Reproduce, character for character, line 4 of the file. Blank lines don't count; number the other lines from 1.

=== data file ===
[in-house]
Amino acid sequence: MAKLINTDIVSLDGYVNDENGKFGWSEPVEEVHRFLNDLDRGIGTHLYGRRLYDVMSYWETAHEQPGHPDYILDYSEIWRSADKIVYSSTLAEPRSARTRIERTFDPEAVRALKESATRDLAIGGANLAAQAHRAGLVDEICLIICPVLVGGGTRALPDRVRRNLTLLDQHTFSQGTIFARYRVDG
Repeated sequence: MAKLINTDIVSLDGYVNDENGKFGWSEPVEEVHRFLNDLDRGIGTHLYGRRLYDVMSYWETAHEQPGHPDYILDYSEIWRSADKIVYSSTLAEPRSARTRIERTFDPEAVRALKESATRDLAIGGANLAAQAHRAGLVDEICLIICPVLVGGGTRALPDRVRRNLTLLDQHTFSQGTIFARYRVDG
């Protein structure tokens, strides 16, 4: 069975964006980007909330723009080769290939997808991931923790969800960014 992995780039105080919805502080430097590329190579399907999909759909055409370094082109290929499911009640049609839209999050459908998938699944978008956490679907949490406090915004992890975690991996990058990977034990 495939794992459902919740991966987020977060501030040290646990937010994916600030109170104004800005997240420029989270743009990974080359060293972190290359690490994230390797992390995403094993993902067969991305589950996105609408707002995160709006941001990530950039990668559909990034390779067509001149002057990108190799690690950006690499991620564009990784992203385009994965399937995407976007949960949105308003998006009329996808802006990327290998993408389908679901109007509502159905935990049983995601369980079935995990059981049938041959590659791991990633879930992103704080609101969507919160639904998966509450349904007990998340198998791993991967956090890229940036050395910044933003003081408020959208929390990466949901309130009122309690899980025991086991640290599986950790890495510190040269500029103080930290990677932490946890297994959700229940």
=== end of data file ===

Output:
């Protein structure tokens, strides 16, 4: 069975964006980007909330723009080769290939997808991931923790969800960014 992995780039105080919805502080430097590329190579399907999909759909055409370094082109290929499911009640049609839209999050459908998938699944978008956490679907949490406090915004992890975690991996990058990977034990 495939794992459902919740991966987020977060501030040290646990937010994916600030109170104004800005997240420029989270743009990974080359060293972190290359690490994230390797992390995403094993993902067969991305589950996105609408707002995160709006941001990530950039990668559909990034390779067509001149002057990108190799690690950006690499991620564009990784992203385009994965399937995407976007949960949105308003998006009329996808802006990327290998993408389908679901109007509502159905935990049983995601369980079935995990059981049938041959590659791991990633879930992103704080609101969507919160639904998966509450349904007990998340198998791993991967956090890229940036050395910044933003003081408020959208929390990466949901309130009122309690899980025991086991640290599986950790890495510190040269500029103080930290990677932490946890297994959700229940």